Sabrina and Corina: Stories
Latinas of Indigenous descent living in the American West take center stage in this haunting debut story collection--a powerful meditation on friendship, mothers and daughters, and the deep-rooted truths of our homelands.
Kali Fajardo-Anstine's magnetic story collection breathes life into her Latina characters of indigenous ancestry and the land they inhabit in the American West. Against the remarkable backdrop of Denver, Colorado--a place that is as fierce as it is exquisite--these women navigate the land the way they navigate their lives: with caution, grace, and quiet force.
In "Sugar Babies," ancestry and heritage are hidden inside the earth but tend to rise during land disputes. "Any Further West" follows a sex worker and her daughter as they leave their ancestral home in southern Colorado only to find a foreign and hostile land in California. In "Tomi," a woman leaves prison and finds herself in a gentrified city that is a shadow of the one she remembers from her childhood. And in the title story, "Sabrina & Corina," a Denver family falls into a cycle of violence against women, coming together only through ritual.
Sabrina & Corina is a moving narrative of unrelenting feminine power and an exploration of the universal experiences of abandonment, heritage, and an eternal sense of home.
Advance praise for Sabrina & Corina
"Here are stories that blaze like wildfires, with characters who made me laugh and broke my heart, believable in everything they said and did. How tragic that American letters hasn't met these women of the West before, women who were here before America was America. And how tragic that these working-class women haven't seen themselves in the pages of American lit before. Thank you for honoring their lives, Kali. I welcome them and you."--Sandra Cisneros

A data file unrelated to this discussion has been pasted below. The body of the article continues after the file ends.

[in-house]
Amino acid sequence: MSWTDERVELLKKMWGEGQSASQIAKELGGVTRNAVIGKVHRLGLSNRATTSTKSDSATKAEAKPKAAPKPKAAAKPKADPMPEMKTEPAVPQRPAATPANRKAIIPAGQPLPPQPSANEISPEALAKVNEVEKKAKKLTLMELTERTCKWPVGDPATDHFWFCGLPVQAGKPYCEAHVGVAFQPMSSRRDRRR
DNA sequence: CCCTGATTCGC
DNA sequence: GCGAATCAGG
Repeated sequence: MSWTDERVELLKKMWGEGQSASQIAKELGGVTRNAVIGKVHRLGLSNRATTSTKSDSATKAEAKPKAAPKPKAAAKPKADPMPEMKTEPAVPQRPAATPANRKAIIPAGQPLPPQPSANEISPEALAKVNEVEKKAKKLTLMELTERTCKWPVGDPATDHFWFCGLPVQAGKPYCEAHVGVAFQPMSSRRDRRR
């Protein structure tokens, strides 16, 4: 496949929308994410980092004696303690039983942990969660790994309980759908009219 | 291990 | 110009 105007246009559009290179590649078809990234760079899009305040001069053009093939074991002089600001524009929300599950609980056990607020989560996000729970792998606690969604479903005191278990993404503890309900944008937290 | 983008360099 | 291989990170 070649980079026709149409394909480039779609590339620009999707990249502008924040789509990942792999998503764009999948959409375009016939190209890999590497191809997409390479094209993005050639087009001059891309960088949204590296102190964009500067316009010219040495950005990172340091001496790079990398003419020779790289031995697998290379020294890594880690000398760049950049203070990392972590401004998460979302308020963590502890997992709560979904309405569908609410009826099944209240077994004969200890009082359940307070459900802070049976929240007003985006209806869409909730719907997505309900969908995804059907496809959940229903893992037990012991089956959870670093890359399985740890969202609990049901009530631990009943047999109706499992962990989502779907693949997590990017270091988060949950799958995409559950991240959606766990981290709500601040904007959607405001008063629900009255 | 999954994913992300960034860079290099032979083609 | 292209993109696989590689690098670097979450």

"Kali Fajardo-Anstine's collection of stories, Sabrina & Corina, isn't just good, it's masterful storytelling. Fajardo-Anstine is a fearless writer: her women are strong and scarred witnesses of the violations of their homelands, their culture, their bodies; her plots turn and surprise, unerring and organic in their comprehensiveness; her characters break your heart, but you keep on going because you know you are in the hands of a master. . . . Her stories move through the heart of darkness and illuminate it with the soul of truth. Comparisons came to mind: the Alice Munro of the high plains, the Toni Morrison of indigenous Latinas--but why compare her to anybody? She is her own unique voice, and her work will easily find a place, not just in Latinx literature but in American literature and beyond."--Julia Alvarez, author of How the García Girls Lost Their Accents